• by symbolset (646467) *
      150 tons of that rock is rocket fuel. That is a handy thing to have at L2 if you want to intercept another earthbound rock. L2 is the ideal fuel depot for this. 150 tons is not enough, but it is a significant start.
      • It's a handy thing to practice catching, and a handy thing to have in orbit to practice refining fuel, but L2 is not the place to do it. L1 and L2 are extremely unstable, you have to continuously consume fuel to remain there, though you can reduce the amount by orbiting them. L3 is better, but on the opposite side of the primary. L4 and L5 are where you can actually store stuff stably - that's where asteroid fields tend to naturally accumulate.

        Where L2 is useful is to hide something from the primary - fo

        • by symbolset (646467) *
          Stationkeeping is pretty easy when the asteroid you're mining is 30% water, like chondrites are. Water makes LH2/LO2 with sufficient electrical inputs.
          • by Immerman (2627577)

            Where are you getting that 30% number from? Chrondites are believed to have formed in the outer solar system where the minerals were shaped by water, but I know of no direct evidence that inner-system chrondites still contain it in appreciable quantities. Ice is unstable within the solar frost line, which lies partway through the asteroid belt beyond Mars. It will tend to have sublimated off any near-Earth asteroids.

            Assuming it does contain water one of the the major purposes of such a mission would be to

    • Re:no purpose (Score:5, Informative)

      by tragedy (27079) on Friday March 29, 2013 @09:00PM (#43315847)

      mostly annoying asteroid that broke Russian windows.

      Right, the mostly annoying half megaton explosion that injured over a thousand people and hospitalized over a hundred, and caused tens of millions of dollars of property damage. Most of the damage was broken glass, but it did manage to collapse the roof of one factory. If it had managed to last another half a second or so before exploding, it probably would have killed a hundred thousand or more people. I guess, in the grand scheme of things, that might only count as mostly annoying, but not to the people who live there.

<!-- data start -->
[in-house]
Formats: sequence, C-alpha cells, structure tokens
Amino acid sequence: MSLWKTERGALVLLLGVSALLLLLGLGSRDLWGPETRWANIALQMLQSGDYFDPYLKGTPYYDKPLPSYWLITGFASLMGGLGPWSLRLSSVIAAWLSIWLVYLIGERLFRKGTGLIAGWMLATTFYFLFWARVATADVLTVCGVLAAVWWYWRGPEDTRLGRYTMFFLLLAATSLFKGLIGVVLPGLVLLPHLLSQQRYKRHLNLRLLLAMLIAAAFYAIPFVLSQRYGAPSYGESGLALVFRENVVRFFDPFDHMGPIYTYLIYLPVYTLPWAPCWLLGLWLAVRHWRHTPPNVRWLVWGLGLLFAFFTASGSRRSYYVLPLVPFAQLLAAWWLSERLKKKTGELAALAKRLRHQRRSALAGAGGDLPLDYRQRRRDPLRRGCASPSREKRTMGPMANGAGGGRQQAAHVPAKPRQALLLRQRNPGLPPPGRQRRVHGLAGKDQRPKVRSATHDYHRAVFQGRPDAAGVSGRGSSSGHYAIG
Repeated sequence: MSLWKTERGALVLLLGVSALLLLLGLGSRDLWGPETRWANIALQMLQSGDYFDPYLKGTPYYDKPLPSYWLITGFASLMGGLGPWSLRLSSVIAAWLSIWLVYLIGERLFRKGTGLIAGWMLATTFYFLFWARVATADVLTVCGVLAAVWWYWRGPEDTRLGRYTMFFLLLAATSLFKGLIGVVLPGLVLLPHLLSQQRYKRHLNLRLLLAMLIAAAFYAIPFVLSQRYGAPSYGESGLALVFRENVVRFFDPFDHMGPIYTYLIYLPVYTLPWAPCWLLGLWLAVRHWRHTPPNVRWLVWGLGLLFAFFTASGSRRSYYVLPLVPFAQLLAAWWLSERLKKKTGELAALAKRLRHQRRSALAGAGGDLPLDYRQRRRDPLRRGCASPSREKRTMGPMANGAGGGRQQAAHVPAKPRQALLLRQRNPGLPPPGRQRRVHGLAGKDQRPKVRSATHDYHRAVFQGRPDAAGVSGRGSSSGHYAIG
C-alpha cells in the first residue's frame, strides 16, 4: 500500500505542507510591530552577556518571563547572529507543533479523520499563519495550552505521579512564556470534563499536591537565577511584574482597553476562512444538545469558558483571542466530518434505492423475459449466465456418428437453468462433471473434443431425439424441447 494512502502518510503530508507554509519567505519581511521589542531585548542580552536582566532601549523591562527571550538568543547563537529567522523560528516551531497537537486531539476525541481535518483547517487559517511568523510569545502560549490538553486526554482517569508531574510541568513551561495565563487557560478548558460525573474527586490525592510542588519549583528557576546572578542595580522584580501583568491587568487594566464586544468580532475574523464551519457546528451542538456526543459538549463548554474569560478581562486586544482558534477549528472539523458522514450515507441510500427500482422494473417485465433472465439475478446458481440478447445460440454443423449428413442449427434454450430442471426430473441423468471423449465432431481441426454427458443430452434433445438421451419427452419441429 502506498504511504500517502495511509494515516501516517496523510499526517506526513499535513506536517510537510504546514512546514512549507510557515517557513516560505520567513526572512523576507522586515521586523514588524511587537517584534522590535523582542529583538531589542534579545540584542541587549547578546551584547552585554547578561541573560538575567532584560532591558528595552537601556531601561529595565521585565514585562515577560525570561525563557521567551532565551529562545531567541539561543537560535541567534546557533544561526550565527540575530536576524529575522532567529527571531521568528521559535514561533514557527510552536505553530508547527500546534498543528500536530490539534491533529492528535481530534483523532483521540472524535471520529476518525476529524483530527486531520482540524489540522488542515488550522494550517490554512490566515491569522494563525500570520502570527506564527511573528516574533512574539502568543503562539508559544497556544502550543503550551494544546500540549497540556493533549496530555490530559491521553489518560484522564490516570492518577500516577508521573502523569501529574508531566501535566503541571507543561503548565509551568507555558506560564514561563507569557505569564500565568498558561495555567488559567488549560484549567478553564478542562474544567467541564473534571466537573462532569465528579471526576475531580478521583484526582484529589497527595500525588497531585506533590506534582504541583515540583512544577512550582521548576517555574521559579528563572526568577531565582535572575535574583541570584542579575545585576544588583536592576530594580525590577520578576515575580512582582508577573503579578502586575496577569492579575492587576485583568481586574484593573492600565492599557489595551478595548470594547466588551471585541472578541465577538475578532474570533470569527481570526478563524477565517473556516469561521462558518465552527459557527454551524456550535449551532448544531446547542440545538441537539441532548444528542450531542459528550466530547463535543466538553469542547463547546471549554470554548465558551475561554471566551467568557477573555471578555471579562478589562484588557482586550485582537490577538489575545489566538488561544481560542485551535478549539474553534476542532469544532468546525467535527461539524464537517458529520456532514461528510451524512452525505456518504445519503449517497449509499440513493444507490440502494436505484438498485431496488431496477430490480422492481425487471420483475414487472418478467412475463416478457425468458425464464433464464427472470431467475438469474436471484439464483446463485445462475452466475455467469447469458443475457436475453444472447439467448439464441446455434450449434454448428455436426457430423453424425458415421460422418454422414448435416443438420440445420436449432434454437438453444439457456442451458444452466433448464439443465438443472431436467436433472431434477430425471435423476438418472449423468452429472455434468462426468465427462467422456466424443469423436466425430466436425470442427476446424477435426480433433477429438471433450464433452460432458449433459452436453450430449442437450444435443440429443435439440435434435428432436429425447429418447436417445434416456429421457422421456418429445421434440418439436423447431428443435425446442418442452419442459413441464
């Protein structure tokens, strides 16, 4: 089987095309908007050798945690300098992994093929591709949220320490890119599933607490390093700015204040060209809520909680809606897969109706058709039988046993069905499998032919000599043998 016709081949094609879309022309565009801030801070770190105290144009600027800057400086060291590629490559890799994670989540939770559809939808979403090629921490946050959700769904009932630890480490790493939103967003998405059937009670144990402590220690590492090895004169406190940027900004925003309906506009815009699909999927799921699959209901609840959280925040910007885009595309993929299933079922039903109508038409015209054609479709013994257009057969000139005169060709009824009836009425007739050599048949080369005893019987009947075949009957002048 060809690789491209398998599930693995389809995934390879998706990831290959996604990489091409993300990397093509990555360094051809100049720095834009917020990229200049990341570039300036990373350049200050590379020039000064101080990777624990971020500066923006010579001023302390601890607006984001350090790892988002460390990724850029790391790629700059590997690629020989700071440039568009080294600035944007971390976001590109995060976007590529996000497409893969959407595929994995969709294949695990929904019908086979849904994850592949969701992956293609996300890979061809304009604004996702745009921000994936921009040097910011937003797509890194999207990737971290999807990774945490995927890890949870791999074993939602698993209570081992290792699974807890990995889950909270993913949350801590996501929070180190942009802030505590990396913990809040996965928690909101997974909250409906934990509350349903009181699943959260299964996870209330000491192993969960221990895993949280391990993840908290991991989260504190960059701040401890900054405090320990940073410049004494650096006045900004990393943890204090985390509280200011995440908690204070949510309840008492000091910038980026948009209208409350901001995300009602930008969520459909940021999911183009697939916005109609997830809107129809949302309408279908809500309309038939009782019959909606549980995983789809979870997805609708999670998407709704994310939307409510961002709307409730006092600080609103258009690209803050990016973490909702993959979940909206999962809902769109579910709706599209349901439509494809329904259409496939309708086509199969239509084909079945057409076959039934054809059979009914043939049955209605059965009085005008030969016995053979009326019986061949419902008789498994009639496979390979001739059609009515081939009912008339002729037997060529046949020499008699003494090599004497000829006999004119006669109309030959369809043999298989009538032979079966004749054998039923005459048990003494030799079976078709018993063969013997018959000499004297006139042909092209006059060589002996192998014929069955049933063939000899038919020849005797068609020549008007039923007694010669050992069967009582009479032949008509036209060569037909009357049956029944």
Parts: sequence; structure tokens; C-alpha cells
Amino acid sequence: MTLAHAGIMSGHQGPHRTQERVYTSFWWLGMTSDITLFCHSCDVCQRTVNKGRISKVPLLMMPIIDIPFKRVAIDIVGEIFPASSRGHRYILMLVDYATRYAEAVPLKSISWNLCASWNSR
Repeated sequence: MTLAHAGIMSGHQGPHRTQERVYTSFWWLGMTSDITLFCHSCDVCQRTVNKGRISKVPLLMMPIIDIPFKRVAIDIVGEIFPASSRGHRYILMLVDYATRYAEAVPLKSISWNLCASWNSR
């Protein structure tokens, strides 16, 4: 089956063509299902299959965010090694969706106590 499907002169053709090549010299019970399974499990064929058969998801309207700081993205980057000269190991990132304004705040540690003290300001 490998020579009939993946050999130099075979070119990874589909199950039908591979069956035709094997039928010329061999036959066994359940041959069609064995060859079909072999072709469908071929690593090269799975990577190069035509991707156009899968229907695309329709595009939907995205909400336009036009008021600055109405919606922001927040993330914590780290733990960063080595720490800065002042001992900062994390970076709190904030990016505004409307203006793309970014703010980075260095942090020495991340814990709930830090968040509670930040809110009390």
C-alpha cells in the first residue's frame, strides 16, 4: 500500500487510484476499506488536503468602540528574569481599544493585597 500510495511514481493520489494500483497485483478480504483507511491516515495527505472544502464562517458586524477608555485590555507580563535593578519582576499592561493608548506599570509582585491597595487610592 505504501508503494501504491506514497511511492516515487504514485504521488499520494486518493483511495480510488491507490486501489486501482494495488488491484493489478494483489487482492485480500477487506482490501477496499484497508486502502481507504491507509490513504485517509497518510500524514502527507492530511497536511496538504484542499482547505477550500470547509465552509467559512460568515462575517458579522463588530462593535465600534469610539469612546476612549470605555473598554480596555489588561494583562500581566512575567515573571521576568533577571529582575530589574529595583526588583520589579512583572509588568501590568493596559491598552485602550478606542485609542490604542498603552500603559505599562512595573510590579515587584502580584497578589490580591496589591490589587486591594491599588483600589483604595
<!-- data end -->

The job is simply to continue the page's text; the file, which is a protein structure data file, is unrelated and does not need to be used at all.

• Re: (Score:2, Flamebait)

        by Immerman (2627577)

        Right. No big deal as medium-small asteroid impacts go. Had it instead come in at a steep angle and hit a city it would have done some damage.

        Think of it this way - if we had seen it in time, and had the proven tech to divert it, would it have been worth the effort to divert? Probably not, much cheaper to replace some windows. Even a direct impact would only be mildly annoying unless it hit near something sensitive, might even through up enough dust to do a little local cooling and cloud seeding. Even

        • by rubycodez (864176)

          get real, 17 meter asteroid hit the ground once every century. usually in places where there is no one. even north russia is mostly full of places where there is no one had such a thing "come in at steep angle". you'd likly have a pretty hole in the ground for tourists, that's all.

          • by khallow (566160)

            sually in places where there is no one

            [...]

            you'd likly have a pretty hole in the ground for tourists

            Not everywhere has no one. If that pretty hole ends up in Paris or Mexico City, then you have a lot of dead people in addition to the pretty hole.

    • by Tablizer (95088)

      Why does northern Russia keep having problems with asteroids and comets? Do they jack off too much or something?

      • by rubycodez (864176)

        no, there are no more incidents there than anywhere else. that particular type of event occurs about once a century somewhere on this planet

      • by Teun (17872)
        A fairly simple reason, think about the chance such a meteor would strike say Luxembourg or Andorra vs. the chance it hits Texas.

        Siberia is a big target.

    • by drinkypoo (153816)